We’ve recently had two opportunities to get behind the wheel of the all-new Santa Fe. The first time was in San Antonio as we took the new Santa Fe Sport off-road. The second round was during a trip to Charlottesville, Virginia, where we had the chance to drive the Santa Fe GLS and Limited, the 3-row offerings. When it comes to crossover SUVs offered by Hyundai, I’ve never been that excited. The new Santa Fe, though, incorporates an all-new design that fits it within the current lineup and it looks good. There are a lot of good looking crossovers in this segment now though, so how does this vehicle stack up?
First, we’ll look at the Santa Fe Sport. This is the 2-row, 5-passenger model with a new sporty look and feel. We drove this vehicle at the Knibbe Ranch located in Spring Branch, just north of San Antonio, Texas. This was during our annual Texas Truck Rodeo where this little Santa Fe beat out the competition being awarded the title of Compact Crossover Utility Vehicle of Texas. This was a huge honor considering the tough competition, including the new Mazda CX-5 and the new Ford Escape. We drove both a Santa Fe Sport with all-wheel-drive and standard front-wheel-drive at the ranch and had the opportunity to take it both on the road and off-road. We were quite impressed with the overall sturdiness and solid feel of this crossover, even while tearing through an open field at over 50-mph.
After driving the Santa Fe Sport, I was really looking forward to seeing how Hyundai would unify this crossover with a bigger footprint and make a 3-row model. As of 2012, the Veracruz was their only offering in the 3-row segment, but it was discontinued and now the Santa Fe would serve as both a 2-row and 3-row offering. Just as we were ready and waiting to get in one of these new vehicles for review, I received a call from Hyundai inviting me to their media preview in Charlottesville, Virginia.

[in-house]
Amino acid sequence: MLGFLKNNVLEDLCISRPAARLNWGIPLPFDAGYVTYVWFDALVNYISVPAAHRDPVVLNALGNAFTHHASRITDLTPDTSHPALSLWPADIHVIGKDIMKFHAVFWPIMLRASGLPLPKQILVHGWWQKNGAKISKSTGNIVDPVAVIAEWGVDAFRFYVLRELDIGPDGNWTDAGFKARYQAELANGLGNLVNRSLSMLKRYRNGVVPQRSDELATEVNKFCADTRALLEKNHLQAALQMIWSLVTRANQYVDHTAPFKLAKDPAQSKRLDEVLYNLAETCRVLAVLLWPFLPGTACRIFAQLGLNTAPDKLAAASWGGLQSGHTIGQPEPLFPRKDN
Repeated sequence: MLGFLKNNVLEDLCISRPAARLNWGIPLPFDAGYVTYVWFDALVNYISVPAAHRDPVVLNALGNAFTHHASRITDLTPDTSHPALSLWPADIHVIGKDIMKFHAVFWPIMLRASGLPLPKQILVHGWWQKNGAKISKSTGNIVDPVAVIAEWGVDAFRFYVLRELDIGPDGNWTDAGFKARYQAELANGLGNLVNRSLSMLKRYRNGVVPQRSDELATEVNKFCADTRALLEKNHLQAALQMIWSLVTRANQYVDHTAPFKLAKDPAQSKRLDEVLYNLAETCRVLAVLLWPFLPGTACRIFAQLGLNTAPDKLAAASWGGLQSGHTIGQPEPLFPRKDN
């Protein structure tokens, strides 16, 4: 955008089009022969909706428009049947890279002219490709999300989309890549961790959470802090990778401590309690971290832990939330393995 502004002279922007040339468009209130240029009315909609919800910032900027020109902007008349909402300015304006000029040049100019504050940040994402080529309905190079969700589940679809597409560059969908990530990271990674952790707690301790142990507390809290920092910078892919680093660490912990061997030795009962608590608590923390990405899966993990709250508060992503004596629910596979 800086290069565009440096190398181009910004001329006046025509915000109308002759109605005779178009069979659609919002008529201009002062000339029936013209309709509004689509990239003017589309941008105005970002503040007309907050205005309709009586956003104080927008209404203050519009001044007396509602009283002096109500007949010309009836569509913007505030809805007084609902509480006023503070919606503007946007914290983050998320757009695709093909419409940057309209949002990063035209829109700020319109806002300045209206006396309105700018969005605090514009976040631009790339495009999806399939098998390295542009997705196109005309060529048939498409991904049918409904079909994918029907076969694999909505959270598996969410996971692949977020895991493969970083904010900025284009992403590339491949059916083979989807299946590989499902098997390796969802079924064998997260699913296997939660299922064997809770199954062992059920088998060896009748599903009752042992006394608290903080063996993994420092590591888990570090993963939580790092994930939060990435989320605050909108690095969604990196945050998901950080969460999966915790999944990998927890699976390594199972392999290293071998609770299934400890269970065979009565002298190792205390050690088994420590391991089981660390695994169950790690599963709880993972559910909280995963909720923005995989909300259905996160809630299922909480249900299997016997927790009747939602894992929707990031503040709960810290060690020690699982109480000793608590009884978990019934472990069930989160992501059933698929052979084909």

The 3-row models are distinguished as the GLS and the Limited model trims. Hyundai didn’t just throw seats into the rear of a Sport and call it a day. The GLS and Limited trims are almost 10-inches longer than the Sport. They’ve also given it some distinguishing styling cues like having a larger front grille with a 4-bar design instead of the 3-bars you get on the sport. The rear-quarter window has a less aggressive line allowing for more rear visibility as well.
Inside, both these cars are similarly aligned. You get more space and luxury with a Limited package, but all trims I sat in were of great quality. Obviously, in the sport, you only have seating for 5 with your 2-rows. In the GLS, you get a bench middle seat and 2-rear seats allowing for a full 7-passenger configuration. In the Limited trim, you can opt for captains chairs in the center row making the vehicle more spacious and only allowing for a 6-passenger configuration.
Everything inside the Santa Fe, no matter the trim, has kept family and lifestyle in mind. The seats are coated from the factory with stain resistant “YES Essentials” coating. You get Bluetooth connectivity standard on all trims as well as the tilt-and-telescopic steering wheel, and a multifunctional trip computer. Optional is a 12-way power driver seat, 8-inch touchscreen navigation, and Infinity Logic 7 premium audio system, panoramic sunroof, proximity key with electric push-button start, heated and cooled seats, and dual-zone automatic temperature control. Getting a Limited packed out leaves you wanting very little.
Under the hood, available in all trims, is the 2.4-liter 4-cylinder engine with dual continuously variable valve timing and direct injection for keeping good power and fuel economy. You get 190-horsepower and 181-lbs.-ft of torque at 4250 rpm. This option should also net you 21-mpg city and 20-mpg highway. The Sport can also be had with Hyundai’s 2.0-liter turbocharged engine which spins out a much more sporty 264-hp and 269-lbs.-ft of torque. This is the engine you want in the Sport trim as you really get some power pushing you along. For the GLS and Limited trims, you can also have a 3.3-liter V6 engine. This engine pushes a very respectable 290-hp and 252-lbs.-ft of torque. This option was chosen for the larger vehicles with fuel economy and towing in mind. The EPA figures on the V6 are 18-city and 25-highway. It also comes standard with a trailer-prep package with a flush-mounted tow hitch design capable of towing up to 5,000-lbs.
What does this all mean? Well, after driving the Santa Fe Sport down some trails at Knibbe Ranch and then spending some time in the GLS and Limited in the mountains of Virginia, I’m really left loving this crossover. It handled itself well in all instances. It’s comfortable and the interior is some of the best in the class. It’s as capable as anything else in its class with good ground clearance and a nice all-wheel-drive option. It’s the perfect size for growing families and at a base price of $24,700 for the Sport and $28,600 for the GLS, it’s priced competitively too. Of course, a fully equipped Limited trim with AWD and the Technology package can ring up to a max of $38,885 which seems like a lot for a Hyundai, but comparing it to vehicles like the Ford Explorer, it can be looked at as a really good deal.